A FAMILY told of their anguish after a cloud of suspicion hung over them for almost two years following the death of a 16-month-old boy.

Rayhan Hassan died from a head injury as he was being looked after by his aunt and uncle at his home in Gorse Road, Blackburn, whilst his parents were at a wedding in Pakistan.

At an inquest into Rayhan’s death, coroner Michael Singleton expressed his sympathy over the length of time the family had to wait for the inquest to be concluded.

Speaking at yesterday’s hearing, he said: “As a parent and indeed as a grandparent, I cannot even begin to imagine the grief, the trauma and the pain. To lose a child is beyond all comprehension.

“To also have the anguish of a police investigation, and to have to wait this long for closure, you have my heartfelt sympathy.”

The hearing was told that Rayhan, who was awaiting an MRI scan for a ‘swollen head’ condition at the time, was asleep in an upstairs bedroom when his aunt, Shamas Faisal, heard him crying over the baby monitor.

She took him from his cot and passed him to her daughter Rafia, who was 14-years-old at the time. Rafia took Rayhan into another room and put him on a bed, and when she turned her back momentarily he fell onto the carpeted floor.

Giving evidence, Mrs Faisal said she knew he had fallen when she heard him crying. She said: “He was crying, very bad crying.”

She told the hearing that she rushed into the room, where she found Rayhan unresponsive.

She said: “His eyes were closed and he never responded to us. We were calling him ‘Rayhan, Rayhan’, and he never responded.”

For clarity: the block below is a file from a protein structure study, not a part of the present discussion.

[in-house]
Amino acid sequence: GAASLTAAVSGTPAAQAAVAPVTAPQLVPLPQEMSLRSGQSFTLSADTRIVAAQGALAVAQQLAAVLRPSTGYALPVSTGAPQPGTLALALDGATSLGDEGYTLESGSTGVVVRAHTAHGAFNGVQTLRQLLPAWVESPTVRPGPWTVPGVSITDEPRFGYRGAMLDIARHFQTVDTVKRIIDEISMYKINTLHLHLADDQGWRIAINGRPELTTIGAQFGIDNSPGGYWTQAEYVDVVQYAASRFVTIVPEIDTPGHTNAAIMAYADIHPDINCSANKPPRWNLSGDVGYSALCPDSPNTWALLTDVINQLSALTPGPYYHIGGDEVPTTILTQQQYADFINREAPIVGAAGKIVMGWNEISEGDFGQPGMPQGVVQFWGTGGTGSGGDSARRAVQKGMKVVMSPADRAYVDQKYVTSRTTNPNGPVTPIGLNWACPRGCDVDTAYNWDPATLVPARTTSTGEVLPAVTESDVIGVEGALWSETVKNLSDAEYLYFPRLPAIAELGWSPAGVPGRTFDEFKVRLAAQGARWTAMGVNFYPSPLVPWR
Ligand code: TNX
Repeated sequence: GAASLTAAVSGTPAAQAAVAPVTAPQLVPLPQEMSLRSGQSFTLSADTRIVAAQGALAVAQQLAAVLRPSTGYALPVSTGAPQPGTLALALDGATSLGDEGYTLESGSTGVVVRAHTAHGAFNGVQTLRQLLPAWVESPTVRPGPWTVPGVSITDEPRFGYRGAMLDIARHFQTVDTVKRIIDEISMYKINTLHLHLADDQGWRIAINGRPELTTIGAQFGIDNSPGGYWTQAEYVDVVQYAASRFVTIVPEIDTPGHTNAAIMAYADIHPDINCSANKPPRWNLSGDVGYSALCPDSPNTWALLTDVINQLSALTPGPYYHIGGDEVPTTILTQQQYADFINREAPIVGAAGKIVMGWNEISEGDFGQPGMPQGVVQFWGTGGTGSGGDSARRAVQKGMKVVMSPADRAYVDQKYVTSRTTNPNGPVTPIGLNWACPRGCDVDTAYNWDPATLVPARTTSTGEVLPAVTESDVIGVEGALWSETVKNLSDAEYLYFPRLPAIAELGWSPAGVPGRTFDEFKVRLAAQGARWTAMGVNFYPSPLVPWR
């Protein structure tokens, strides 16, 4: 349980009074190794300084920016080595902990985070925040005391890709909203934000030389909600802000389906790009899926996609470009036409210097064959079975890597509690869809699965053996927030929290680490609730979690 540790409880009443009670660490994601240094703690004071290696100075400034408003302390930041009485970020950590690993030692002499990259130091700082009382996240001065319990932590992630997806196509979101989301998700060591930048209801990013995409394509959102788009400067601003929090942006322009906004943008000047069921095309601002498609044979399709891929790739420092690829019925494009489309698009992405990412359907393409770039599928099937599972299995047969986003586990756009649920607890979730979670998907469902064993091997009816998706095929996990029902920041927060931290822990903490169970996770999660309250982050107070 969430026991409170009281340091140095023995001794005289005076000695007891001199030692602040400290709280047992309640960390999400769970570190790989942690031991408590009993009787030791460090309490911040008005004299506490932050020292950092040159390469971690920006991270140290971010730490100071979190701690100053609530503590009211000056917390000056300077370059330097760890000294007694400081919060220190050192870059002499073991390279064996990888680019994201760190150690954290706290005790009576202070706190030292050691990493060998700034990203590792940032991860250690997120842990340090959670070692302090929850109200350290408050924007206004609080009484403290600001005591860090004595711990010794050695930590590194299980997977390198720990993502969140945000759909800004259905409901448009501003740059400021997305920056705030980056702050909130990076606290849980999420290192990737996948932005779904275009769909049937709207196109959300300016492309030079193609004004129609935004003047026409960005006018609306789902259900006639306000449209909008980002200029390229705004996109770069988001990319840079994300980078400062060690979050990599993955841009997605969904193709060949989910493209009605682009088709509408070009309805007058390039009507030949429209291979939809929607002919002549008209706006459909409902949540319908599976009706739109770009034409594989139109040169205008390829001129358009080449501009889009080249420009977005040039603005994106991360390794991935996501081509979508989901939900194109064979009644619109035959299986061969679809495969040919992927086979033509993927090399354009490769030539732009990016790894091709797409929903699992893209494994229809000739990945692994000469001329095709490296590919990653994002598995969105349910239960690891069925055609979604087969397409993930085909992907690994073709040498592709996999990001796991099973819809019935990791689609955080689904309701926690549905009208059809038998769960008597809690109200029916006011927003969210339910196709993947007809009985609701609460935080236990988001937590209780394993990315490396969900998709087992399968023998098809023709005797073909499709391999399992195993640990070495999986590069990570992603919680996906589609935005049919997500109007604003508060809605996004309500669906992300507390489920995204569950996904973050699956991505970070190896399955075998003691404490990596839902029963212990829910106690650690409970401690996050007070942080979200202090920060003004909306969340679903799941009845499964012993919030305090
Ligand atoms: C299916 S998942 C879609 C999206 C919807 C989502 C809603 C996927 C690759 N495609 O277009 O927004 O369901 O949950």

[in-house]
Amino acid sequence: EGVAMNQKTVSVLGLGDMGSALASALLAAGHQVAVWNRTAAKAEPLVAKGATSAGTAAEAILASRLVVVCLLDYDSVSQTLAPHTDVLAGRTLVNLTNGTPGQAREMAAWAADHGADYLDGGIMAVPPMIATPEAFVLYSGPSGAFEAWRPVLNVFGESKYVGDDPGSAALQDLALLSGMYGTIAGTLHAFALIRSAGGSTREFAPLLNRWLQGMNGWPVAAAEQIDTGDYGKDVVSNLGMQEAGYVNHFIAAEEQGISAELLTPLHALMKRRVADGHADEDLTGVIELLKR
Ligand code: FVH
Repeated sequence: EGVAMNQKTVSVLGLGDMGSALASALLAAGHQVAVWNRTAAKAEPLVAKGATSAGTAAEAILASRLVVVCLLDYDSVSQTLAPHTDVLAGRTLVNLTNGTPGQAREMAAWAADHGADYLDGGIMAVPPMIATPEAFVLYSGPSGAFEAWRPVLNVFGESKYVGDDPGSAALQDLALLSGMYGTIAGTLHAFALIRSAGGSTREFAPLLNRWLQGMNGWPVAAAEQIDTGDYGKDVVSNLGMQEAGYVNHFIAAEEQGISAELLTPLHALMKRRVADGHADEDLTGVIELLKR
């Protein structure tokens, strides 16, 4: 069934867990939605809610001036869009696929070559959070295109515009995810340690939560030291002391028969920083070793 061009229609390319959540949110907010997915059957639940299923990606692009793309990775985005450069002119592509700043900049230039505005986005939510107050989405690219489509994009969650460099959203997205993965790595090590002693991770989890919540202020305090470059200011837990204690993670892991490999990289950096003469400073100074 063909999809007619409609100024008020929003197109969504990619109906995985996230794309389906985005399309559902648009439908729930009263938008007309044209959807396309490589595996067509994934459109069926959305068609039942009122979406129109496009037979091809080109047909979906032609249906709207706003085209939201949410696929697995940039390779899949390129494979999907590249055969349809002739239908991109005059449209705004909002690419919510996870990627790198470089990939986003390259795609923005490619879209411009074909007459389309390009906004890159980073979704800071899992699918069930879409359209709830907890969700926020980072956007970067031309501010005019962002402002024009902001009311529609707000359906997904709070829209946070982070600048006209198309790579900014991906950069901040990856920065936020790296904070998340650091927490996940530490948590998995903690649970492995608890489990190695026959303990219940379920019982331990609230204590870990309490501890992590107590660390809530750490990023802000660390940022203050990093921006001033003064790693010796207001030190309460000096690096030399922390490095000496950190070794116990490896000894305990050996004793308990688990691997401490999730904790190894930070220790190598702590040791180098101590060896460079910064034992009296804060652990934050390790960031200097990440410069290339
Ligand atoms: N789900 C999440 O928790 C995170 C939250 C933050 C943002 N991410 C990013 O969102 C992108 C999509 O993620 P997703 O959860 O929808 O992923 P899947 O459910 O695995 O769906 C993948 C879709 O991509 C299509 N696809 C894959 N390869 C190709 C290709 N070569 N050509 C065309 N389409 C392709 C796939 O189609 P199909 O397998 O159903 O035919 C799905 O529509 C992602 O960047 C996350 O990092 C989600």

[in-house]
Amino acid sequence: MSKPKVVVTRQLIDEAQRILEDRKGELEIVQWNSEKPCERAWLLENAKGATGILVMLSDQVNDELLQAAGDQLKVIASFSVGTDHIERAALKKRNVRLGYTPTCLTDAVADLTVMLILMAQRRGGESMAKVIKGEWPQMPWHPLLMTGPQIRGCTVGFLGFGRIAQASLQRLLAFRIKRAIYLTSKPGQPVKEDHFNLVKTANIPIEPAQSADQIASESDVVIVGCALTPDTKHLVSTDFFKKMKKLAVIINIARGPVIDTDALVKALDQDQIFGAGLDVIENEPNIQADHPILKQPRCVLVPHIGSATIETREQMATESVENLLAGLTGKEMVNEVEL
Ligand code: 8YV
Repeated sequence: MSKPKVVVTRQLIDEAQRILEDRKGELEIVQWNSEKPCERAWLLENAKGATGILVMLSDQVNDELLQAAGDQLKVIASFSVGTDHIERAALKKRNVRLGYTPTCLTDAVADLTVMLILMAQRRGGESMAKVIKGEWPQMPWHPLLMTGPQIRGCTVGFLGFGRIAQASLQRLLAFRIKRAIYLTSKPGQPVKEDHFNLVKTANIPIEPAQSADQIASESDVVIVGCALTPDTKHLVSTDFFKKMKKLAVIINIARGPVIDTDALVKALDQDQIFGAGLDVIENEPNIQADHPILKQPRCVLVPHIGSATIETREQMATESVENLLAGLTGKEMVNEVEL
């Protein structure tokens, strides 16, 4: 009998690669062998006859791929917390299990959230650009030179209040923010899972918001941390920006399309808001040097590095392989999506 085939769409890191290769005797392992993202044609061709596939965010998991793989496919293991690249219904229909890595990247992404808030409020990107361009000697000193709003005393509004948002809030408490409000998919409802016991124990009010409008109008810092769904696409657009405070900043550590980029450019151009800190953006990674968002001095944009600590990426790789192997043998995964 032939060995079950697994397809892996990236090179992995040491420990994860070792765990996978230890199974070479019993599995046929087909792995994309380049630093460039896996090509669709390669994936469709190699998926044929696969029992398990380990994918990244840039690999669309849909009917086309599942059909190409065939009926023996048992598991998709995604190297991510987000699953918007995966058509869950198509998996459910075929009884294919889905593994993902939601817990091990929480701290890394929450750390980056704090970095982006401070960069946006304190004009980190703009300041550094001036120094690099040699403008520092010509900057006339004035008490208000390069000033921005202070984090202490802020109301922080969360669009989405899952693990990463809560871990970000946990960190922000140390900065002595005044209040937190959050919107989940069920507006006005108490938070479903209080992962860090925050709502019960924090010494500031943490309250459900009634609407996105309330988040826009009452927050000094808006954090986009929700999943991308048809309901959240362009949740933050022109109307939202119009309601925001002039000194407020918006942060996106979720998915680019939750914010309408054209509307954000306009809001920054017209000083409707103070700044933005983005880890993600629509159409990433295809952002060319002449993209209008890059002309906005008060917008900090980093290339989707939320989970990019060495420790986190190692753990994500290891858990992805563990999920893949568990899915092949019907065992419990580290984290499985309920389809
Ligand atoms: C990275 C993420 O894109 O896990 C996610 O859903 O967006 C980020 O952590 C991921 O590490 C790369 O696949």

The family called 999 and Rayhan was taken to hospital in Blackburn before being transferred to Alder Hey Children’s Hospital in Liverpool, where medical staff called police as they suspected his injuries were non-accidental.

Speaking after the hearing, Rayhan’s uncle Faisal Akbar, said: “I came home from hospital and, to my horror, there was a crime scene investigation van there.

“It was like there had been a big terrorist attack.”

Mr Akbar said that he was very concerned that people would think that he and his wife had somehow harmed Rayhan.

He said that police and social workers interviewed his children at school, and officers also asked his neighbours about his children’s welfare.

He said: “You’ve got your kid in hospital, and the community talking. They will think you must have done something.”

Mr Akbar said the family were told by police that there was a year-long waiting list for tests by some medical experts, which caused the investigation to drag on, and left the family unable to properly grieve.

He said: “We were never worried because we’d done nothing wrong, but to put a family through that is wrong.

“They did their job but the manner they did it in was ‘guilty until proven innocent’ and not the other way round. That’s how we felt as a family.”

The inquest heard that it was very rare for a child to suffer a fatal head injury from a low-level fall, but home office pathologist Dr Christopher Paul Johnson said after consulting experts, he was confident that Rayhan’s existing condition of a swollen head and brain would make it much more likely for him to suffer a fatal head injury from a minor trauma.

The inquest recorded a verdict of accidental death.

After the inquest, Detective Inspector Simon Upton from Blackburn CID said: “The sudden death of any child is tragic and very distressing for the family involved.

“We were called to the incident by hospital staff at Alder Hey who had concerns around how the child had come by his injuries and we are duty bound to investigate.

“Lancashire Constabulary carried out a full and thorough investigation into the death of Rayhan Hassan and our enquiries were carried out in a sensitive way.

“We worked closely with medical experts and passed our information to the coroner who returned the verdict of accident death. Throughout our enquiries, we liased closely with the family and kept them fully updated on the progress of our investigation.

“At this time, our thoughts remain with the family as they continue to grieve for the loss of their much loved family member.”